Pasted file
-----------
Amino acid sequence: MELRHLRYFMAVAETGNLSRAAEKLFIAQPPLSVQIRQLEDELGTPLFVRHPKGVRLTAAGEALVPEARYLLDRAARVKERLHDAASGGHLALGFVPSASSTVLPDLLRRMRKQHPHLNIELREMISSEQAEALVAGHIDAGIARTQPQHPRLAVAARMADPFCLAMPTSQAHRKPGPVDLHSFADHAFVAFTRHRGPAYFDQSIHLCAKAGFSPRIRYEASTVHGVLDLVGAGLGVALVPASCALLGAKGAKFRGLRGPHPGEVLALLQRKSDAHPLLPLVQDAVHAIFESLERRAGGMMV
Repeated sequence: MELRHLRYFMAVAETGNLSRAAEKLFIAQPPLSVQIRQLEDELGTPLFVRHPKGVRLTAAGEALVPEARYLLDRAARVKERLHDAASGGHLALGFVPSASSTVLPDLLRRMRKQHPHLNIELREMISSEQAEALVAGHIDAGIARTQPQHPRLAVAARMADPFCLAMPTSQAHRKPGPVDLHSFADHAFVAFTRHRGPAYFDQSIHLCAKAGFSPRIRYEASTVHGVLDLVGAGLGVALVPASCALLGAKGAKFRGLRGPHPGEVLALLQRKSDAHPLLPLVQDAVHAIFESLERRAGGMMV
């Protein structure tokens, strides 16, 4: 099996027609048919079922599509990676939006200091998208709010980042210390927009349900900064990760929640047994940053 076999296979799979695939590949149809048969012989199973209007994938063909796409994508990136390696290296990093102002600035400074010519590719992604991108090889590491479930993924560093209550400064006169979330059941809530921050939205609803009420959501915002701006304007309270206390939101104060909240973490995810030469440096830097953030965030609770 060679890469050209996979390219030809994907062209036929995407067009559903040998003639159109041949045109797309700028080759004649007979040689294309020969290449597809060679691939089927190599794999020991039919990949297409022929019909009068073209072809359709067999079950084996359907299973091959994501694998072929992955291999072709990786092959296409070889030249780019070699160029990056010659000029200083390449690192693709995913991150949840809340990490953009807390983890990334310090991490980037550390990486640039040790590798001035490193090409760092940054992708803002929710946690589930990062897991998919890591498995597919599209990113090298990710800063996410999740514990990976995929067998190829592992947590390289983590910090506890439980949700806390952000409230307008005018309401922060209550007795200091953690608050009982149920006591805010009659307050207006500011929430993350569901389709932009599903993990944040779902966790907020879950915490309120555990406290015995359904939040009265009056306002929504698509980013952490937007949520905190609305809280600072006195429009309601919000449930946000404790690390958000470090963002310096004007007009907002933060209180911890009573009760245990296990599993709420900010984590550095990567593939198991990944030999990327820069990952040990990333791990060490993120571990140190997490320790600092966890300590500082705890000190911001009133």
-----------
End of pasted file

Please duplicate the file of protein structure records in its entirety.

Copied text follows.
Amino acid sequence: MELRHLRYFMAVAETGNLSRAAEKLFIAQPPLSVQIRQLEDELGTPLFVRHPKGVRLTAAGEALVPEARYLLDRAARVKERLHDAASGGHLALGFVPSASSTVLPDLLRRMRKQHPHLNIELREMISSEQAEALVAGHIDAGIARTQPQHPRLAVAARMADPFCLAMPTSQAHRKPGPVDLHSFADHAFVAFTRHRGPAYFDQSIHLCAKAGFSPRIRYEASTVHGVLDLVGAGLGVALVPASCALLGAKGAKFRGLRGPHPGEVLALLQRKSDAHPLLPLVQDAVHAIFESLERRAGGMMV
Repeated sequence: MELRHLRYFMAVAETGNLSRAAEKLFIAQPPLSVQIRQLEDELGTPLFVRHPKGVRLTAAGEALVPEARYLLDRAARVKERLHDAASGGHLALGFVPSASSTVLPDLLRRMRKQHPHLNIELREMISSEQAEALVAGHIDAGIARTQPQHPRLAVAARMADPFCLAMPTSQAHRKPGPVDLHSFADHAFVAFTRHRGPAYFDQSIHLCAKAGFSPRIRYEASTVHGVLDLVGAGLGVALVPASCALLGAKGAKFRGLRGPHPGEVLALLQRKSDAHPLLPLVQDAVHAIFESLERRAGGMMV
């Protein structure tokens, strides 16, 4: 099996027609048919079922599509990676939006200091998208709010980042210390927009349900900064990760929640047994940053 076999296979799979695939590949149809048969012989199973209007994938063909796409994508990136390696290296990093102002600035400074010519590719992604991108090889590491479930993924560093209550400064006169979330059941809530921050939205609803009420959501915002701006304007309270206390939101104060909240973490995810030469440096830097953030965030609770 060679890469050209996979390219030809994907062209036929995407067009559903040998003639159109041949045109797309700028080759004649007979040689294309020969290449597809060679691939089927190599794999020991039919990949297409022929019909009068073209072809359709067999079950084996359907299973091959994501694998072929992955291999072709990786092959296409070889030249780019070699160029990056010659000029200083390449690192693709995913991150949840809340990490953009807390983890990334310090991490980037550390990486640039040790590798001035490193090409760092940054992708803002929710946690589930990062897991998919890591498995597919599209990113090298990710800063996410999740514990990976995929067998190829592992947590390289983590910090506890439980949700806390952000409230307008005018309401922060209550007795200091953690608050009982149920006591805010009659307050207006500011929430993350569901389709932009599903993990944040779902966790907020879950915490309120555990406290015995359904939040009265009056306002929504698509980013952490937007949520905190609305809280600072006195429009309601919000449930946000404790690390958000470090963002310096004007007009907002933060209180911890009573009760245990296990599993709420900010984590550095990567593939198991990944030999990327820069990952040990990333791990060490993120571990140190997490320790600092966890300590500082705890000190911001009133």